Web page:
You have only a limited time frame for which you are eligible to file a notice of objection. If you delay and miss this time frame, you will not be eligible to appeal your case. For an individual, you have the later of 90 days from the filing of the notice of (re)assessment or one year from the due date of the tax return. For example, if your 2008 tax return was due for filing on June 15, 2009, and you received a notice of assessment that you disagreed with in August 2009, you will have until June 15, 2010 (one year from the due date of your 2007 tax return), to file your notice of objection. On the other hand, if you received a notice of reassessment for your 2007 tax return dated November 30, 2009, you will have until February 26, 2010, to file your notice of objection. For a corporation, you have to file a notice of objection within 90 days of the date of the assessment or reassessment notice.
Complete Form T400A for notice of objections to ensure Canada Revenue Agency processes your objection properly.
Once the notice of objection is received by Canada Revenue Agency it is given to the appeals branch of the district taxation office. The appeals branch will provide an independent review of your situation. They may request additional information or an interview. After they have reviewed your case they will either issue a new reassessment notice or confirm the original assessment or reassessment.
If you still don't agree at this point, your next course of action is to appeal to the Tax Court of Canada. Here you have a choice: you can either appeal using the general procedure or the informal procedure. The general procedure requires you to hire a lawyer to represent you. If the tax and penalty amount in dispute is greater than $12,000 federally, then you will have to use the general procedure.
With the informal procedure, you can represent yourself or have a friend, your tax coach, or a lawyer represent you.
This can be a less costly procedure and less formal. However, it is still a complicated procedure. You would be wise to have some assistance from someone who knows the system and can assist you competently.
If you win or lose at this level, you or Canada Revenue Agency may be able to appeal to the Federal Court of Appeal.
If you or Canada Revenue Agency are unsuccessful at this level, in very rare circumstances you can appeal to the Supreme Court of Canada. Very few tax cases make it all the way to the Supreme Court of Canada.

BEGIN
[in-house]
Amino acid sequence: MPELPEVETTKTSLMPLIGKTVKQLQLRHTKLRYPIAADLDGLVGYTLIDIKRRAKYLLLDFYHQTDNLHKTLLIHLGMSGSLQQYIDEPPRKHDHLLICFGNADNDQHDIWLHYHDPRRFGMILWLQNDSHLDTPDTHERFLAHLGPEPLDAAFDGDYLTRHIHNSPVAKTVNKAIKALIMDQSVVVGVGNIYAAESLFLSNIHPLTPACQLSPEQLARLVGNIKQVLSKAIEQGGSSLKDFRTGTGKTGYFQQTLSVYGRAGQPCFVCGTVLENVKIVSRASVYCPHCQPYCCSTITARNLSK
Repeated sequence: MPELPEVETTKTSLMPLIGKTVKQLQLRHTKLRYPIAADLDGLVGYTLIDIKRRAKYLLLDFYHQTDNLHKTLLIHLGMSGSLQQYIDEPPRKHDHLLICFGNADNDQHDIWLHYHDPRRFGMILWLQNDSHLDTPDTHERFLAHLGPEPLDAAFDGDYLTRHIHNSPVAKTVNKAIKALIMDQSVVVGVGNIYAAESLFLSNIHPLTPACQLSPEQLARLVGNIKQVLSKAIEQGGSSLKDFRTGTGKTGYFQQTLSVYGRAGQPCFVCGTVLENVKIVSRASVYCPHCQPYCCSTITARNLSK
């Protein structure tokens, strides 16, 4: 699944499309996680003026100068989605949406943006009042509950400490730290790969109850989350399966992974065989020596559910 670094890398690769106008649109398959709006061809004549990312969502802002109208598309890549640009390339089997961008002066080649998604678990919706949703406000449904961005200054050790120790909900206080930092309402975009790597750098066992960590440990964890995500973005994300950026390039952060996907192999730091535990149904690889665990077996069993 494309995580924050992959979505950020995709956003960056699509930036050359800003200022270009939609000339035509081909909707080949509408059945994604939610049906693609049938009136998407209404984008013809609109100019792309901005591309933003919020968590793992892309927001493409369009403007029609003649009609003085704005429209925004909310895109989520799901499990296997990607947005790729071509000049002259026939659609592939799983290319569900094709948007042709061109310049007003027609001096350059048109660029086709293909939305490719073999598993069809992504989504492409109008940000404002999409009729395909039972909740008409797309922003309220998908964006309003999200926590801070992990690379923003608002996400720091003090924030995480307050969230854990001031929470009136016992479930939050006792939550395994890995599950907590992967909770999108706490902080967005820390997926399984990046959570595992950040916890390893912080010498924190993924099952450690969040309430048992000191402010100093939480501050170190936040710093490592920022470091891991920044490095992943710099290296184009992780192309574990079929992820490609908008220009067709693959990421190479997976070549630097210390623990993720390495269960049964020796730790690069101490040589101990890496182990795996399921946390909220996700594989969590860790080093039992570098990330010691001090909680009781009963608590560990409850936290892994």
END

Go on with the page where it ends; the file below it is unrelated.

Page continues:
The appeal process can be very costly and can take years to complete. Save yourself time and money by addressing the issues early on and seek the advice of your tax coach. Make sure you pick your fights wisely. A wrong move here can cost you a lot of money and aggravation.
File your notice of objection on time to keep your appeal rights alive.
Should I Pay Tax That Is Under Dispute?
Canada Revenue Agency has assessed you tax which you are appealing. Should you pay the tax liability or wait until a decision has been reached on your appeal? Generally, upon filing a notice of objection, the tax department will stop collection proceedings. However, it may still be advisable to pay the outstanding tax. In most cases the decision boils down to how confident are you that you will win and can you afford to pay the tax.
If you don't pay the tax and you lose your appeal, you will not only owe the tax liability but also interest that has been compounding daily. And as discussed earlier, this interest is not tax deductible. On the other hand, if you pay the outstanding tax, you stop the interest clock. And if you win, the government will pay you interest on the amount you overpaid.
Of course, you will have to include the interest as income on your tax return in the year that you receive it.
If you can afford to pay the tax, generally the wise thing to do is pay it even if you don't agree with the calculation. Paying the tax does not represent an admission that the tax department is correct. It in no way affects your right to appeal. It does however stop the interest clock which over time can add up to a lot of money.
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